At the end of last year I was looking for a new challenge. Mighty Hikes, organised by Macmillan can be found all over the UK. After six months of a scheduled Mighty Hike training plan, in July 2017 I walked 23.5 miles across the Jurassic Coast raising money for Macmillan Cancer.
The Macmillan Jurassic Coast Mighty Hike route looked to be a challenging challenge across mixed terrain, steep inclines and descents. As we have often visited the Jurassic Coast, I knew the sights would be amazing across Durdle Door, Lulworth Cove and Ringstead Bay.
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Jurassic Coast Mighty Hike Route
We began our Macmillan Jurassic Coast Mighty Hike day at 7am arriving at Weymouth for our 8am start. I was excited but a little nervous at walking such a long distance with the weather forecast showing 23 degrees, but thankfully cloudy.
We set off on time after a warm up and started out walking between Weymouth and Ringstead which was approximately 5 miles and would take us to our first rest stop. The first section of the walk was enjoyable with a couple of inclines and descents but nothing too taxing which was nice.
The rest break was so well organised with plenty of snacks and drink stations available. We enjoyed a ten minute rest before starting the second leg of the journey that would take us to Lulworth Cove for our lunch stop.
We knew the next leg would be slightly more challenging as we had trained on some of the hills. There are some steep inclines and descents to the point of having to find natural steps to get your footing in the ground. We were still fresh at this point so all was well.
Until mile 8 or there about. My hip / leg had been niggling me for a day or so but I hadn’t thought anything of it, until it started to become a constant pain, worse when we were going downhill.
By the time we made it to the lunch stop, we had climbed three beasts of hills and had to go down the other side. I was in quite a bit of pain at this point however I knew a rest was coming up and my walking poles were really helping me to stay focused with taking steps.
Lunch was a welcome stop, with plenty of seats and buffet food on hand for us to enjoy. I made the decision to change my socks and let me feet breathe whilst I ate. I usually suffer with sore feet on long walks, and wasn’t sure if taking my shoes off at almost the halfway point would be a good idea or not.
As it turns out it was lovely to get a bit of fresh air on my feet and they didn’t suffer for the change in socks at all thankfully. I also took some time to stretch my hip as well as I could as the next 7 miles were going to be the toughest of the route.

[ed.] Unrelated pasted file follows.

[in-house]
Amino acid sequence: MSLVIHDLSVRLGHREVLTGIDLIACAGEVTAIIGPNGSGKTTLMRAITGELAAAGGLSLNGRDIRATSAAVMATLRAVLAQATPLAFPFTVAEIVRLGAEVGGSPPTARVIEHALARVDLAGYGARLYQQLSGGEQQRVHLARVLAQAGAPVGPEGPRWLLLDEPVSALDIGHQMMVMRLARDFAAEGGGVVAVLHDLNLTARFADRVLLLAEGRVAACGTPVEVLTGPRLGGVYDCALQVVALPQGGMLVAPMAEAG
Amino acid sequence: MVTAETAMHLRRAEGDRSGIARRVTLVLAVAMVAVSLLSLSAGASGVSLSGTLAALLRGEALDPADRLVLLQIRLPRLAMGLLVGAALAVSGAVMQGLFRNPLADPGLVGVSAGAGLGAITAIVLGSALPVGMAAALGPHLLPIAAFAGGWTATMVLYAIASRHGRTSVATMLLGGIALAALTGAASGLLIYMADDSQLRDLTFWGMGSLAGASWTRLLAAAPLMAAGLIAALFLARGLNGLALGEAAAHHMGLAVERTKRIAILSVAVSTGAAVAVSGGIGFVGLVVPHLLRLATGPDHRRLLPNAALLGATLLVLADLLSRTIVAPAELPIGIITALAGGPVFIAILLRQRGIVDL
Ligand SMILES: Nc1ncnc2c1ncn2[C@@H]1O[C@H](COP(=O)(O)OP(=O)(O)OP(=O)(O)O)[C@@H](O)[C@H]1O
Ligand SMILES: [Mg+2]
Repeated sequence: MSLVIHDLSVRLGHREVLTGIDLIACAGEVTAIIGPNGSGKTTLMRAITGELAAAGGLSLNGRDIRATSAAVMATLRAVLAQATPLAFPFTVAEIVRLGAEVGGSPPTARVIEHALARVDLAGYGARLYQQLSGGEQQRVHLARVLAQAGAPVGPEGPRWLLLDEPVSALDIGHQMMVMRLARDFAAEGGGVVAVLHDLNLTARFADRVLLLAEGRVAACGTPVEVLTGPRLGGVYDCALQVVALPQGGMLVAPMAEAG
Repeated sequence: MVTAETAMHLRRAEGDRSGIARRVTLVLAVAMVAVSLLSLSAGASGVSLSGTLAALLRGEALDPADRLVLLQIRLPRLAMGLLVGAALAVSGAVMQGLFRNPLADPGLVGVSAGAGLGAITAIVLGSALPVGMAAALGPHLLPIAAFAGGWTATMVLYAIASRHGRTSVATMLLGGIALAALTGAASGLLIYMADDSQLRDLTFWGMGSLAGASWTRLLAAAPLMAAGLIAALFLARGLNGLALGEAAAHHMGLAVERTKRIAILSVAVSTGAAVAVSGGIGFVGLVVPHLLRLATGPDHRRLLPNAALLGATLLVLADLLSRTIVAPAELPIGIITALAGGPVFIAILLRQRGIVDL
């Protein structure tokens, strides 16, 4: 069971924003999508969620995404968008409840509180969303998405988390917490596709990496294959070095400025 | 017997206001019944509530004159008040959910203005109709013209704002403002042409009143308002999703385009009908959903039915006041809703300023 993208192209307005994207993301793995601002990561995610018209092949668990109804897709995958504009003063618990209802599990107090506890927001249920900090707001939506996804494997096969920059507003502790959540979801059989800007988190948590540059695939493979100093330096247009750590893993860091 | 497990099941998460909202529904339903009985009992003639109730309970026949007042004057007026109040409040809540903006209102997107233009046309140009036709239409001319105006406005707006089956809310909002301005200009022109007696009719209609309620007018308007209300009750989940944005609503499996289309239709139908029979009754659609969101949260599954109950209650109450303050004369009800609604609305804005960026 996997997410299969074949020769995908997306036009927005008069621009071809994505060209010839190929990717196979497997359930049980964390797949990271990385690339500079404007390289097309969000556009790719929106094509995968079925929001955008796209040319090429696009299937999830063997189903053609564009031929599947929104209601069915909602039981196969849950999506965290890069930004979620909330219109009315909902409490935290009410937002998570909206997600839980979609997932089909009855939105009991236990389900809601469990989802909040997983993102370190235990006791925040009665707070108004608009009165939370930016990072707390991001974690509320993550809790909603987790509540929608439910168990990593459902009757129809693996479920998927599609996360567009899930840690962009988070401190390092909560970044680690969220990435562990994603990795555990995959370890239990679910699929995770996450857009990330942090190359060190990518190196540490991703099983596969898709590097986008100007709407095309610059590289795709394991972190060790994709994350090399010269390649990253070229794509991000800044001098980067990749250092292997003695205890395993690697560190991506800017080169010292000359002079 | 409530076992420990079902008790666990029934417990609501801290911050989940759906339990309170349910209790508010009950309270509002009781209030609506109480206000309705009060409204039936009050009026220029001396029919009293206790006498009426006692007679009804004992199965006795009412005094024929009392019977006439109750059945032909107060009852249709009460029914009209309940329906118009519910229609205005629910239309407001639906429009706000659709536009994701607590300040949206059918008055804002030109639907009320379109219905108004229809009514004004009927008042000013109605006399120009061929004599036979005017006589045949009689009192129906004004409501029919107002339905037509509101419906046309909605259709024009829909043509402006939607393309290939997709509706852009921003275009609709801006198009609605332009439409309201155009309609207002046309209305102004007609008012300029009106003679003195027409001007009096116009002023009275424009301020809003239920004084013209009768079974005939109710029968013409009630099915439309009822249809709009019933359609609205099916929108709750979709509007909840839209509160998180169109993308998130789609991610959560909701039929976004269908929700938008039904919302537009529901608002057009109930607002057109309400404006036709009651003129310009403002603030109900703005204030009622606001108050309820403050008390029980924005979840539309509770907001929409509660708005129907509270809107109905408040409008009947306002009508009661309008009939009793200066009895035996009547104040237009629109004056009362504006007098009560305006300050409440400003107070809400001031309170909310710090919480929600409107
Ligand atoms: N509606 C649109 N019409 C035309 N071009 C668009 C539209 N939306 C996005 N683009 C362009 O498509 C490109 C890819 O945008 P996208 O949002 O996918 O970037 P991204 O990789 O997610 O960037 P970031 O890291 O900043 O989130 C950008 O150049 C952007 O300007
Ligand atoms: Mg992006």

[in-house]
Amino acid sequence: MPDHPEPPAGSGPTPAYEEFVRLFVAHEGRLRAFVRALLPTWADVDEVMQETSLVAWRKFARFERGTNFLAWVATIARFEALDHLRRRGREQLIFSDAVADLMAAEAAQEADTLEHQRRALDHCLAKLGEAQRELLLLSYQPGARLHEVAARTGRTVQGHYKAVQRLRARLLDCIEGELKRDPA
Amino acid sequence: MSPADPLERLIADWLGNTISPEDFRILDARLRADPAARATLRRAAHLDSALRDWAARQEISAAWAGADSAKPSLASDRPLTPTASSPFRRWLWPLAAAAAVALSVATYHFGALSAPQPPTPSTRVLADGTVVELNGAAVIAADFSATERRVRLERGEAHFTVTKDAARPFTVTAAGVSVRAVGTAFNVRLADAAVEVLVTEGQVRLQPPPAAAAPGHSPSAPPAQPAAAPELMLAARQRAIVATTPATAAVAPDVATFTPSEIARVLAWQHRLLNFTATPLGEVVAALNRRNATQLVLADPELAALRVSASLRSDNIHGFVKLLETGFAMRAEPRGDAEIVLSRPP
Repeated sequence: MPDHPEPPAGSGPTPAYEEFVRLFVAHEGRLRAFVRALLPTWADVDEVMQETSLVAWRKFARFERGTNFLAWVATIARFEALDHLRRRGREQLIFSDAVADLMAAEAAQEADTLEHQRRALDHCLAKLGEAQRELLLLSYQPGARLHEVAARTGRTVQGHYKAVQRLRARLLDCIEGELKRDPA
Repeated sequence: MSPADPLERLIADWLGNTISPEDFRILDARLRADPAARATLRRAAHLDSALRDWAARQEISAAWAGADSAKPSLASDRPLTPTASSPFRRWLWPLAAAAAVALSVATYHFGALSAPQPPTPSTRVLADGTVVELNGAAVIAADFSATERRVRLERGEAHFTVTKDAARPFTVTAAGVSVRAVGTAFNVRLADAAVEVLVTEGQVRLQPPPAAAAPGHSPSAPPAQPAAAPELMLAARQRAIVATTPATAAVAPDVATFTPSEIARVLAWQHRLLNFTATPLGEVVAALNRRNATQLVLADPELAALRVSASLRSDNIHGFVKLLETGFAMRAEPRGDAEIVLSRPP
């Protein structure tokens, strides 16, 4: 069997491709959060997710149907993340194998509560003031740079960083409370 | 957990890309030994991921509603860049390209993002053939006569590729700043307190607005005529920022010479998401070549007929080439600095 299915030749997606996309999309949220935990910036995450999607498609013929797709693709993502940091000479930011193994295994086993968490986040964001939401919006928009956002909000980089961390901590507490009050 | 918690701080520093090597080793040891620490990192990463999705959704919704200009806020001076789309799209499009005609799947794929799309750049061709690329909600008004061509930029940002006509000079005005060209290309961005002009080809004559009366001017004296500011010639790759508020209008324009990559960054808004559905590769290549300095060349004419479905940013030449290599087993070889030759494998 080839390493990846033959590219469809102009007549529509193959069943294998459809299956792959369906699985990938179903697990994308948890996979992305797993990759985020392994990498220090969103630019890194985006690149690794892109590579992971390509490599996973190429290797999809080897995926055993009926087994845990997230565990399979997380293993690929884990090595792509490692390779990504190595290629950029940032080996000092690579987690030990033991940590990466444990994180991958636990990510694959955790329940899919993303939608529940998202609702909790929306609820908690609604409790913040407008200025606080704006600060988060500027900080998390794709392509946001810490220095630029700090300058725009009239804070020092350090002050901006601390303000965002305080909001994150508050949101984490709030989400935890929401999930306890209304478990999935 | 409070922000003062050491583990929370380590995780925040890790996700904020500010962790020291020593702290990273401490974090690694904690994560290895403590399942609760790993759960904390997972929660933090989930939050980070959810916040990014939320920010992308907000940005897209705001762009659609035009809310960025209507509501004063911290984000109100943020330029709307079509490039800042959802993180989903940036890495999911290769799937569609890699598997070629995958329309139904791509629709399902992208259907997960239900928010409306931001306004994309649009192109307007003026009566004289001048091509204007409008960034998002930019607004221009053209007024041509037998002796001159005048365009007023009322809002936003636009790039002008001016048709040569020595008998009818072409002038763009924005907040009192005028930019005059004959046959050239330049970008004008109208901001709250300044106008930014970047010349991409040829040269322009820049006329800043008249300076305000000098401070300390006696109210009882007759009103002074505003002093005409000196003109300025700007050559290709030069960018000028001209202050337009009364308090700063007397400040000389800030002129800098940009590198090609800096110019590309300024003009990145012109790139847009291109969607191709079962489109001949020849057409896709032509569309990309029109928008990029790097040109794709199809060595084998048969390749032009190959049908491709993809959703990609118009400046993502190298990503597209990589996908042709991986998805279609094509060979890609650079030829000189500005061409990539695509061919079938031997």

Walking away from Lulworth, across the cove we made our way through Fossil Forest and along the cliff top towards Kimmeridge. I was starting to think the walk was being very pleasant until we turned a corner and saw a huge hill with dots of people walking up it.
I wont lie I was scared! As we got closer I wasn’t sure if I would be able to get up the hill or not. Mentally preparing ourselves we joined the pathway of people as we made our way very slowly up the hill. It felt like we were climbing a cliff, the steps were so steep.
My legs were fatigued by the halfway point and we were in a single file so couldn’t just stop for a rest without holding everyone else up.
Reaching the top felt like a huge achievement in itself, I wasn’t even sure if that had been safe to climb however I guess the organisers of the event had decided it was. Achieving that hill was one thing, but what goes up must come down and then it goes back up again just to come down again.
The hills were relentless over the next few miles, and at mile 14 I was in so much pain I honestly didn’t know if I would be able to carry on. I knew I had to get to the next rest stop at mile 17 which kept me going.
When we thought we had reached the rest stop we realised we had to reach the top of another hill before being able to rest. That last hill was torture and it was across rocky terrain meaning you couldn’t get your footing easily. It was also easy to slip and lose your footing.
I really had to dig deep and think at this point about why I was completing this challenge to make myself go on to the end. I didn’t want to give up as so many people had sponsored me, but it would have been so easy to retire from the challenge.
I knew the last 6 mile stretch was flatter towards the end, but whilst it was easier to gain some more ground, they were a hard 6 miles as I was in so much pain.
I had managed to get an ice pack from a lovely lady along the route, and then again at the final rest stop which I kept stuffed down the side of my trousers to try to numb my leg a little bit.
I’m not sure if it helped or not, but I had to give anything a go. The final 3 miles were torture as the route took us almost to the end before looping us through even more fields to gain the mileage.
Right on the last bit where we could see the finish line but still had to walk along side a railway track to be able to cross it, I got a sharp pain in my foot. It turns out it was a blister which I expected but it meant I was trying to hobble on both feet.
That glass of fizz and my medal I was given at the end was such a relief to know it was over. I’ve come out of the challenge with sunburn to my lower legs despite having lotion on through the day, and a very sore left leg which I’m hoping will ease with rest and stretching.
It may take a few days to get back to normal, but wow what a challenge the Macmillan Mighty hike was. I’m glad I can say I completed it! If you are looking for a challenge then I can highly recommend a Macmillan hike.